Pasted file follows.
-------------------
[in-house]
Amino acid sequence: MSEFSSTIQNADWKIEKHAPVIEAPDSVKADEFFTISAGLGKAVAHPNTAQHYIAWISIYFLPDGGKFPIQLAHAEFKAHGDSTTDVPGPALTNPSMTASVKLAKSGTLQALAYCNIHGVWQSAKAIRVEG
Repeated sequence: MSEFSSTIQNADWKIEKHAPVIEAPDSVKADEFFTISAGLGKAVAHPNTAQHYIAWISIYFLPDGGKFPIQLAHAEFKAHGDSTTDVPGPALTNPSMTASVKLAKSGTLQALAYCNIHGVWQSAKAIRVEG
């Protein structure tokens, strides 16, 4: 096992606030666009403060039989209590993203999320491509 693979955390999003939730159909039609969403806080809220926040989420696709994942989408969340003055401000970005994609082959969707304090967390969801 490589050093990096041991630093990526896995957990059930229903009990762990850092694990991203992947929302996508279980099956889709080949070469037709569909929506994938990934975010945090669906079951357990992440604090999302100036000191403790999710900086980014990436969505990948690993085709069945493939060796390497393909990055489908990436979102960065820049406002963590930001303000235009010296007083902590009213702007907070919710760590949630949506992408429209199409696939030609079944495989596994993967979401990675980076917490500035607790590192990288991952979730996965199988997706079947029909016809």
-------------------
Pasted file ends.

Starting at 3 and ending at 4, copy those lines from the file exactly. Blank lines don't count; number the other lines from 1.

Repeated sequence: MSEFSSTIQNADWKIEKHAPVIEAPDSVKADEFFTISAGLGKAVAHPNTAQHYIAWISIYFLPDGGKFPIQLAHAEFKAHGDSTTDVPGPALTNPSMTASVKLAKSGTLQALAYCNIHGVWQSAKAIRVEG
């Protein structure tokens, strides 16, 4: 096992606030666009403060039989209590993203999320491509 693979955390999003939730159909039609969403806080809220926040989420696709994942989408969340003055401000970005994609082959969707304090967390969801 490589050093990096041991630093990526896995957990059930229903009990762990850092694990991203992947929302996508279980099956889709080949070469037709569909929506994938990934975010945090669906079951357990992440604090999302100036000191403790999710900086980014990436969505990948690993085709069945493939060796390497393909990055489908990436979102960065820049406002963590930001303000235009010296007083902590009213702007907070919710760590949630949506992408429209199409696939030609079944495989596994993967979401990675980076917490500035607790590192990288991952979730996965199988997706079947029909016809």